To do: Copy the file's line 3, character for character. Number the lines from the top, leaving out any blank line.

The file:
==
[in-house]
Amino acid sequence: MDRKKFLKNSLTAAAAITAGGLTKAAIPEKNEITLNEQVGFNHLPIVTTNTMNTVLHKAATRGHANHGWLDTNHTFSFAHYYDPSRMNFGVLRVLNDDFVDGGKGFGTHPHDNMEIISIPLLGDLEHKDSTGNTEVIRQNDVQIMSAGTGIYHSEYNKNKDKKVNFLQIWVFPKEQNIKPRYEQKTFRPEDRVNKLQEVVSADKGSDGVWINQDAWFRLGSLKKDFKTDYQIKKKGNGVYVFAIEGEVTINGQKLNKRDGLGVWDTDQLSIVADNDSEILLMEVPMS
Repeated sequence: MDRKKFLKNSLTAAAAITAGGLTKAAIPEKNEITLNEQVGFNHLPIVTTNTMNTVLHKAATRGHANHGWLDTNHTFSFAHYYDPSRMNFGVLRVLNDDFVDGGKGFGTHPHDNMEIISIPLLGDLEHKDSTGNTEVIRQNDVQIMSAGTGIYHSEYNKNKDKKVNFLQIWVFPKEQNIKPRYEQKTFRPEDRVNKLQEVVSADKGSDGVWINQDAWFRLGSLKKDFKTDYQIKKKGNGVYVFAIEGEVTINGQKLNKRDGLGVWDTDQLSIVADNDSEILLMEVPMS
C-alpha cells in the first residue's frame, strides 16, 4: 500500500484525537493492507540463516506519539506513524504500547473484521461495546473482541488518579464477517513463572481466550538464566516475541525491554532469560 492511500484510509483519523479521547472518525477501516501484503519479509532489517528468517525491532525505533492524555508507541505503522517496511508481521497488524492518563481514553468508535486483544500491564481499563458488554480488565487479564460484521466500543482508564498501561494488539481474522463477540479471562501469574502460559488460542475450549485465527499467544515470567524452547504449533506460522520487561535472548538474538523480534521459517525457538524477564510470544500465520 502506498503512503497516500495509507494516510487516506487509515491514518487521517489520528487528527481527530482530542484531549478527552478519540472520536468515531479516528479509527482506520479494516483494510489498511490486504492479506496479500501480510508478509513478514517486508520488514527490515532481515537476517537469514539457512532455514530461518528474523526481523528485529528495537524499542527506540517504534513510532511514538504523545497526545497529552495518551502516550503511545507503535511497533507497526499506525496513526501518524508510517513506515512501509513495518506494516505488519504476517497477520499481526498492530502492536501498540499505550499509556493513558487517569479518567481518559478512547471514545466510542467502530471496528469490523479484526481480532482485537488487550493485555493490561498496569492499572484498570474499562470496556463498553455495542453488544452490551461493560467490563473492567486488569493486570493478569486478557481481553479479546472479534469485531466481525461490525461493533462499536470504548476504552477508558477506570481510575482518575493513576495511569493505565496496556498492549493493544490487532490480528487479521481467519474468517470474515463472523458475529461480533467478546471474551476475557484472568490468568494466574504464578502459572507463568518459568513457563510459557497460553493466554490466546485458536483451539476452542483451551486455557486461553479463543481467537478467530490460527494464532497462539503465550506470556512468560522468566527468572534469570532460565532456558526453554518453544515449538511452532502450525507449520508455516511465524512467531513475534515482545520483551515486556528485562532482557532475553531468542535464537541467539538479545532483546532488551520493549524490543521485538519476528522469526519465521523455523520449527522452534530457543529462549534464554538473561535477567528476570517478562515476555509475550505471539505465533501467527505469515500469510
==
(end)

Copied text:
Repeated sequence: MDRKKFLKNSLTAAAAITAGGLTKAAIPEKNEITLNEQVGFNHLPIVTTNTMNTVLHKAATRGHANHGWLDTNHTFSFAHYYDPSRMNFGVLRVLNDDFVDGGKGFGTHPHDNMEIISIPLLGDLEHKDSTGNTEVIRQNDVQIMSAGTGIYHSEYNKNKDKKVNFLQIWVFPKEQNIKPRYEQKTFRPEDRVNKLQEVVSADKGSDGVWINQDAWFRLGSLKKDFKTDYQIKKKGNGVYVFAIEGEVTINGQKLNKRDGLGVWDTDQLSIVADNDSEILLMEVPMS